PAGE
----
At an annual retreat and medical update held for Mid-Atlantic region primary care physicians in 2015, the researchers invited all 156 PCPs who attended the meeting to participate in the on-site survey. The survey asked PCPs to select prediabetes risk factors from a list of factors recommended by the ADA guidelines for the screening of prediabetes. The survey also asked the PCPs to identify guidelines issued by the ADA about prediabetes screening; numerical values corresponding to the upper and lower limits of the fasting glucose and HbA1c laboratory criteria for diagnosing prediabetes; values corresponding to the ADA’s recommendations for minimum weight loss and minimum physical activity for patients with prediabetes; best initial management approach to a patient with prediabetes; prediabetes screening tests used; initial patient management approaches; and intervals used for repeat lab work and follow-up visits.

To evaluate attitudes and beliefs regarding prediabetes, the survey asked providers to rate, on a five-point scale (strongly agree to strongly disagree), whether they believe it is important to identify prediabetes and whether they believe that lifestyle modification and metformin can reduce the risk of progression to diabetes. A similar scale was used to evaluate what providers perceive as patient barriers to lifestyle modification and the use of metformin.

While only 11 percent of physicians selected referral to a behavioral weight loss program as the recommended initial management approach to prediabetes, 96 percent selected counseling on diet and physical activity. Landmark studies such as the Diabetes Prevention Program have shown that behavioral weight loss programs are effective at reducing the risk of developing diabetes and are the recommended initial approach by the ADA. The survey also revealed that metformin use for prediabetes was uncommon: 25 percent of providers never prescribed metformin and 16 percent of providers did not believe in prescribing metformin for patients with prediabetes. In the 2017 guidelines, the ADA is now recommending that metformin be considered in patients with prediabetes who have failed to decrease their risk of diabetes through lifestyle change.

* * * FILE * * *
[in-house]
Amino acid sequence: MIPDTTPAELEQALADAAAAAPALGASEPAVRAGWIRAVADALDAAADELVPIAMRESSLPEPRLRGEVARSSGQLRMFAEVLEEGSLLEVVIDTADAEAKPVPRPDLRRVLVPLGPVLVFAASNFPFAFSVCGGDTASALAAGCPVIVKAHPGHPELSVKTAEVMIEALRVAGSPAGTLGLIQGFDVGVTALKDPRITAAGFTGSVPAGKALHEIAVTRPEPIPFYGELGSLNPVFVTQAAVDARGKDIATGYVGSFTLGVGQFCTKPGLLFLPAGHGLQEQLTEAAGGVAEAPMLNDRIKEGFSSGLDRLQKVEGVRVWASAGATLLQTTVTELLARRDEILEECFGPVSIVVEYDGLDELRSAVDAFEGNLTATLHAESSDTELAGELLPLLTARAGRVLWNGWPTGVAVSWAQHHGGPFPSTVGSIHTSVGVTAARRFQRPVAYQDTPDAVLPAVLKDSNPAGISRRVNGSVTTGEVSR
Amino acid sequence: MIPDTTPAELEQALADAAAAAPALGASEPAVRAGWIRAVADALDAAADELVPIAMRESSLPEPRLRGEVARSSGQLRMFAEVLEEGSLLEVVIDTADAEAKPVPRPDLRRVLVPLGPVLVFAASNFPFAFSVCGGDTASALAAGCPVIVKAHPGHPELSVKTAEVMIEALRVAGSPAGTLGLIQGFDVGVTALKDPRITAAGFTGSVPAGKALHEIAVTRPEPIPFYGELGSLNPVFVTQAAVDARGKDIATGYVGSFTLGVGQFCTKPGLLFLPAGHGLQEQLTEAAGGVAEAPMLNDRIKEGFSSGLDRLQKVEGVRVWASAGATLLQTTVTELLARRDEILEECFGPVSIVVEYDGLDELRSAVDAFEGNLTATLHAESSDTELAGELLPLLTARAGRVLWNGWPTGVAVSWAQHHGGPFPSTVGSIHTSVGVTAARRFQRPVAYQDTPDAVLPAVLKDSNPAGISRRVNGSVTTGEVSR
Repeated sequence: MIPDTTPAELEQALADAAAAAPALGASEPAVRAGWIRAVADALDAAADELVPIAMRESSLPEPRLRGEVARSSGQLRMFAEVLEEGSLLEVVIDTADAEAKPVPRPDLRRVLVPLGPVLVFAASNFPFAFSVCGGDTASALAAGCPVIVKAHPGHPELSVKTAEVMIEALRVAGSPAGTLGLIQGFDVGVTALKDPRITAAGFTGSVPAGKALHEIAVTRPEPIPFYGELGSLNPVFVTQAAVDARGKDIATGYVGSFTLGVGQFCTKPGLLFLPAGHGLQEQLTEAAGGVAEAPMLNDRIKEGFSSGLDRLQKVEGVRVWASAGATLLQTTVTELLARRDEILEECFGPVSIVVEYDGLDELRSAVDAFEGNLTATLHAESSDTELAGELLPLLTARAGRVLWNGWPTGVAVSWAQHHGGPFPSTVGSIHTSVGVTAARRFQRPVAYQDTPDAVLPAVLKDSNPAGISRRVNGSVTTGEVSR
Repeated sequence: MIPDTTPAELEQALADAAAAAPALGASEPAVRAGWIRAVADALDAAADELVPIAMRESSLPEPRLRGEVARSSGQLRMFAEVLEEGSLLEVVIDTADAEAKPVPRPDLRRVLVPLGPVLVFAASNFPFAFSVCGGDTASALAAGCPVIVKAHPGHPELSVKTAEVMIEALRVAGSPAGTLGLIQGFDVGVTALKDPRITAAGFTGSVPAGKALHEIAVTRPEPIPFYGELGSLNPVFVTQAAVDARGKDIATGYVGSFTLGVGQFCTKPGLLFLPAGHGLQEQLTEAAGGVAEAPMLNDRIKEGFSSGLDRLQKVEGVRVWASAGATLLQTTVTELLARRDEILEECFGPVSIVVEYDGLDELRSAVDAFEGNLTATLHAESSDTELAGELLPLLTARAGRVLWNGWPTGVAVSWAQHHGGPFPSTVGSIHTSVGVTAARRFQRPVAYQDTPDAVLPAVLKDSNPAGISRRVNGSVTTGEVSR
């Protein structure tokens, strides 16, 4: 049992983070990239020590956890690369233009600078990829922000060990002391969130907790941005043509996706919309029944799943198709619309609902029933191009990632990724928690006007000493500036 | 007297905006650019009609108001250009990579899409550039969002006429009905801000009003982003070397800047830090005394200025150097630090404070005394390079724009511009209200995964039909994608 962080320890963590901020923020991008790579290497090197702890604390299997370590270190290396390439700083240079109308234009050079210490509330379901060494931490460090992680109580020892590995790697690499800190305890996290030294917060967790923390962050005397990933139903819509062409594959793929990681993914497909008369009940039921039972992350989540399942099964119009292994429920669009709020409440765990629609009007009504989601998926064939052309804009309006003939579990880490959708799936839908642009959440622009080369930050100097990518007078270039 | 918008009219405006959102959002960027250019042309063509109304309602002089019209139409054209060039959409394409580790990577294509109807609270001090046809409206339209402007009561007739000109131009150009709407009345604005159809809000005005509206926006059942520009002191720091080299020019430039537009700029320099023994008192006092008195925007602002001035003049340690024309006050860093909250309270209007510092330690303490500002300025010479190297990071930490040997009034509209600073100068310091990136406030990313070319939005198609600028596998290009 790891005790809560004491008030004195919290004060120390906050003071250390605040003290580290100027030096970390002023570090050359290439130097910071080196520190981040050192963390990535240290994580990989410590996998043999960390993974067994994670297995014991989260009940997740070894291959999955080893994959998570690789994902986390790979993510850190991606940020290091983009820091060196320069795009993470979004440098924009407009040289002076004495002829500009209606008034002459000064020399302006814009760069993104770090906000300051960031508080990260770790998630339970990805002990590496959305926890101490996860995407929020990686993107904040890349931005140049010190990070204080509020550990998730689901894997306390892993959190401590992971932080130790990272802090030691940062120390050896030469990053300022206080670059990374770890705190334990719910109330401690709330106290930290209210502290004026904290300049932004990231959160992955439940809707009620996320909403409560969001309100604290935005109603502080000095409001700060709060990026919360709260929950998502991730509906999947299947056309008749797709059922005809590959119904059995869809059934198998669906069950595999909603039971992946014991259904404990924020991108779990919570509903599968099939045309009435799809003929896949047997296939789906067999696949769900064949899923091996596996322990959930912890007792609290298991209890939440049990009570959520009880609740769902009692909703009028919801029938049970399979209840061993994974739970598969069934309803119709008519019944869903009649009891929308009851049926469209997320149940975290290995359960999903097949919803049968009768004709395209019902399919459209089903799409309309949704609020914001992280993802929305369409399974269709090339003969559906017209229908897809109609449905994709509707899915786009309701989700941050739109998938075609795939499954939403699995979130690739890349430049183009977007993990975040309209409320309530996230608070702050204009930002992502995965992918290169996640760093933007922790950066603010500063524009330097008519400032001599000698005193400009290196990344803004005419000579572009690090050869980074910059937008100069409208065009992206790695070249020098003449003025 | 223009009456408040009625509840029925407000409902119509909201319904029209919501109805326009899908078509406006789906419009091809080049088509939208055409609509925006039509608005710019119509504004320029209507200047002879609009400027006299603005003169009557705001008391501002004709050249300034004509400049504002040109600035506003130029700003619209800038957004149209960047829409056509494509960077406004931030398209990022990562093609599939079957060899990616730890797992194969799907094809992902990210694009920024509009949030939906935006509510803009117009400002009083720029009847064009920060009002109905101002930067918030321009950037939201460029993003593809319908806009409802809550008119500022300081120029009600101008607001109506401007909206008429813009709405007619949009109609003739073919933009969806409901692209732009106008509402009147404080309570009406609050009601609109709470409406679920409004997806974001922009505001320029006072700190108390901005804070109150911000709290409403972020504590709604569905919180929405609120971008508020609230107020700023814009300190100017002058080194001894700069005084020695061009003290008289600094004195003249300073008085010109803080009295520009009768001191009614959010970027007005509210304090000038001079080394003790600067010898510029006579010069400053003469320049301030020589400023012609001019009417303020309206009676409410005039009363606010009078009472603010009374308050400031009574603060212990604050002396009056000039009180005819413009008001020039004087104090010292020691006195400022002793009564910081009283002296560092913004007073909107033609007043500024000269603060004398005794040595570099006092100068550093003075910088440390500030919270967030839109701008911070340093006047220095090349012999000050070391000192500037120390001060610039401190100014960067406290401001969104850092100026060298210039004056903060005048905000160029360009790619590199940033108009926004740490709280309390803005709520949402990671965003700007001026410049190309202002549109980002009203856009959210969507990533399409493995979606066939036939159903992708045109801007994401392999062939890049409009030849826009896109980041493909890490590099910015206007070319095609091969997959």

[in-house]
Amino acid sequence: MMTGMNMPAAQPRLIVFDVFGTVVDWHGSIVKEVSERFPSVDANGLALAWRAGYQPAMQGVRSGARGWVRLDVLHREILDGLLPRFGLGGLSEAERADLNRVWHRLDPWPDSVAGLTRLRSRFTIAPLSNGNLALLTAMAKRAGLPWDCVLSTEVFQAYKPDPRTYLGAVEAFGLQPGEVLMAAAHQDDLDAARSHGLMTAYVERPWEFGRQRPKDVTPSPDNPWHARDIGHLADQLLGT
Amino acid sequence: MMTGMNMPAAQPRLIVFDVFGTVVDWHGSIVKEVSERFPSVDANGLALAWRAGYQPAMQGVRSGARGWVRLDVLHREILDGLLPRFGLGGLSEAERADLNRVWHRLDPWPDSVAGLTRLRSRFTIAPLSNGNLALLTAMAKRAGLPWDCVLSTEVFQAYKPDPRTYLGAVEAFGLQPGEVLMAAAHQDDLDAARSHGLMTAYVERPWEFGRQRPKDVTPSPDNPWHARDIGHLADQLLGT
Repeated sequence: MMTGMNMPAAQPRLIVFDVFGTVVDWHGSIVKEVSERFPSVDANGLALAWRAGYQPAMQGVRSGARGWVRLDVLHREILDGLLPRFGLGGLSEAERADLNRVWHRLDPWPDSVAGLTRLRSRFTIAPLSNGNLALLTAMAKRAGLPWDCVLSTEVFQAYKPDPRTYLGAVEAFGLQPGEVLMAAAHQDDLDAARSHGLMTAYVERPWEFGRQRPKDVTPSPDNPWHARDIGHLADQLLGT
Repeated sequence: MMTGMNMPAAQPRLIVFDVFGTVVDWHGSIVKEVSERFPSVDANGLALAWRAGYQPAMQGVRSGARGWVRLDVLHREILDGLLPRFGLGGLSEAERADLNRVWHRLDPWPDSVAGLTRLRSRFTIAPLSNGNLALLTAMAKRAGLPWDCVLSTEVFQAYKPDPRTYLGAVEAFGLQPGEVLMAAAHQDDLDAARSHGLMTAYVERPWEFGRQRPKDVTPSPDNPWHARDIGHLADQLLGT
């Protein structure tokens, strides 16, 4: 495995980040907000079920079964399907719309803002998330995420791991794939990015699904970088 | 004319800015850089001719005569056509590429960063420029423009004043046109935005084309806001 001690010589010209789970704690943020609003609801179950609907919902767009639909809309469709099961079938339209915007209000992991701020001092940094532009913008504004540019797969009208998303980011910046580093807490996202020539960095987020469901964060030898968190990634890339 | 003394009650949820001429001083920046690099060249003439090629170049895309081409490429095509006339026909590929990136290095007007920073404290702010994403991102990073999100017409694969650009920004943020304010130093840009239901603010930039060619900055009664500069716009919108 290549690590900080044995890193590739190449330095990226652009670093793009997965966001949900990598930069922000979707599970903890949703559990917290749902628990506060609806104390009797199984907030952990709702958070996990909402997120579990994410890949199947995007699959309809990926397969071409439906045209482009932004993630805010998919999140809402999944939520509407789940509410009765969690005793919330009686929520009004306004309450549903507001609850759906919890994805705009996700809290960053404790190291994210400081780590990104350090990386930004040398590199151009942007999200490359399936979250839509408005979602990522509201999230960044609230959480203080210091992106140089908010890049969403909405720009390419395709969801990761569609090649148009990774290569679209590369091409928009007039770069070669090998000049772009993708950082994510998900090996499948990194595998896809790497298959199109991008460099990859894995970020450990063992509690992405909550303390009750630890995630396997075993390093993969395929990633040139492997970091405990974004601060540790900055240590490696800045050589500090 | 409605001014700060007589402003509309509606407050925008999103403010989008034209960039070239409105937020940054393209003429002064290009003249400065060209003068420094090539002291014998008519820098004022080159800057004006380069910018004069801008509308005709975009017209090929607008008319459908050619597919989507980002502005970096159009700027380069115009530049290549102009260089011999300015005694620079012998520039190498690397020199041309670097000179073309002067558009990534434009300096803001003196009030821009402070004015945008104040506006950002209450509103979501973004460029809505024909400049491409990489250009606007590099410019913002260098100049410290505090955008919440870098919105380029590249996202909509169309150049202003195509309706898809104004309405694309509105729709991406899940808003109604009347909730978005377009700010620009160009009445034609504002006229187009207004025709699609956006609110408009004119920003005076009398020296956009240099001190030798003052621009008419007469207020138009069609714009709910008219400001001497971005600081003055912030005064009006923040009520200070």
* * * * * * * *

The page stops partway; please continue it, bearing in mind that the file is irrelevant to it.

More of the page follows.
“Primary care providers play a vital role in screening and identifying patients at risk for developing diabetes. This study highlights the importance of increasing provider knowledge and availability of resources to help patients reduce their risk of diabetes,” says Nisa Maruthur, M.D., M.H.S., assistant professor of medicine at the Johns Hopkins University School of Medicine and the paper’s senior author.

Prediabetes is diagnosed by labs, specifically an elevated fasting glucose of 100-125 mg/dL or hemoglobin A1c of 5.7-6.4 percent. Diabetes is diagnosed based on labs above those thresholds, fasting glucose greater than or equal to 126 mg/dL or hemoglobin A1c of greater than or equal to 6.5 percent.

Johns Hopkins’ efforts to prevent diabetes include the implementation of a National Diabetes Prevention Program, a CDC-recognized lifestyle change program. Through this new program, East Baltimore pastors and community members have been trained as Lifestyle Coaches to help fellow community members manage weight, eat more healthfully and increase physical activity. Called the Power to Stop Diabetes, the program is one of only three coordinated efforts of its kind in Maryland.

Other authors on this paper include Raquel C. Greer, Paul O’Rourke, Hsin-Chieh Yeh, Maura M. McGuire and Jeanne M. Clark of The Johns Hopkins University.

Tseng is supported by training grant T32HL007180-41. Greer is supported by National Institutes of Health grant K23DK094975. This study received analytic support from the Baltimore Diabetes Research Center (National Institutes of Health, National Institute of Diabetes and Digestive and Kidney Disease, grant P30 DK079637).